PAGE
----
What Is a Casino?


A casino is a gambling establishment that offers a variety of games of chance and a luxurious atmosphere. In addition to a wide selection of table games, slot machines and poker rooms, casinos offer live entertainment and top-notch hotels.

The casino concept was originally developed in Europe and spread to America in the early 20th century. By the mid-1970s, several countries had changed their laws to permit casinos. Today there are more than 800 casinos around the world, from small, local operations to massive megaresorts. The best known are probably the ones in Las Vegas and Atlantic City.

Casinos are often designed to maximize the number of visitors and gambling dollars they receive. They have loud, sometimes gaudy decor and employ bright colors, such as red, that are meant to stimulate and cheer people up. In addition to alcoholic drinks, casinos provide complimentary snacks and merchandise. They also hire a large number of security personnel to guard against cheating and theft.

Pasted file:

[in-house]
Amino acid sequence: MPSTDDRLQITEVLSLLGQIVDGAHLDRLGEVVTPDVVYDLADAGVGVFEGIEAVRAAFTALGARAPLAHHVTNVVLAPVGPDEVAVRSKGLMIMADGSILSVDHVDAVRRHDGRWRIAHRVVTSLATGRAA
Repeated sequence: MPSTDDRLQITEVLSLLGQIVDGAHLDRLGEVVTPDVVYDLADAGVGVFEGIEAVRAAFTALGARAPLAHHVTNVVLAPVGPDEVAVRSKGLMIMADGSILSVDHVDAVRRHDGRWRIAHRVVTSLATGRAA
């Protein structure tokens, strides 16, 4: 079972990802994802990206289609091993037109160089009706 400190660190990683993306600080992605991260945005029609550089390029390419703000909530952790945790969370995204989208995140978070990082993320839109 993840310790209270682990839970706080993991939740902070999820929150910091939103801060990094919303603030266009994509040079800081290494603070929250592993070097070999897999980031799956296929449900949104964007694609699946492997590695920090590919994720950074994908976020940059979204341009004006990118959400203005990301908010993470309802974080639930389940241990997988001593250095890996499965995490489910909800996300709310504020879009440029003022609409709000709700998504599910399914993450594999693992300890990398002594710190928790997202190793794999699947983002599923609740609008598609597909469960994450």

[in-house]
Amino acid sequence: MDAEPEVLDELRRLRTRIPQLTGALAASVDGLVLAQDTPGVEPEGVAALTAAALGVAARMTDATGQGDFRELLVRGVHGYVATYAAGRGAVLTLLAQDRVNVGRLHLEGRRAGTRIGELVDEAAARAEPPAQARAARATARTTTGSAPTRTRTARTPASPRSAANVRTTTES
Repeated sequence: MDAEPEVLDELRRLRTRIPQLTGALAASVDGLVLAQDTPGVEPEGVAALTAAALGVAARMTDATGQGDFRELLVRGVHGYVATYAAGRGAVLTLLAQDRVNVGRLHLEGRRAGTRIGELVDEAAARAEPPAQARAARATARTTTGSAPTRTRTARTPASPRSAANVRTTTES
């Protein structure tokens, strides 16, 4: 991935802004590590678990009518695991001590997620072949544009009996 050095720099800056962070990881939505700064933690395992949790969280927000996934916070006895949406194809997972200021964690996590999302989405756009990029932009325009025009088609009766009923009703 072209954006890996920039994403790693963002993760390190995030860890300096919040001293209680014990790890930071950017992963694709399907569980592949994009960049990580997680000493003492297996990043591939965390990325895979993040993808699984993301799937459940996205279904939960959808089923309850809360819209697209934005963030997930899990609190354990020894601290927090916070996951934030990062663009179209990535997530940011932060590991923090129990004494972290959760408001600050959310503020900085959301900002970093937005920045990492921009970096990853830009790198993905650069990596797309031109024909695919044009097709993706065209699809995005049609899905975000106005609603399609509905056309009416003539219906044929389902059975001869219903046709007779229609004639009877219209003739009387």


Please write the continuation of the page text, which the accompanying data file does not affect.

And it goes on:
Due to the large amount of money handled, casinos are susceptible to thieves and cheats. Both patrons and staff may be tempted to steal, in collusion or independently. Many casinos use cameras throughout the premises to monitor activities, and elaborate systems allow surveillance personnel to look directly down through one-way glass at individual tables or slot machines.

Casino proponents frequently point to a lower local unemployment rate after the introduction of a casino as evidence that casinos improve employment opportunities in the area. However, it is important to note that the change in unemployment rates in the casino area should be compared to the change in the unemployment rates in other areas of the economy over the same period.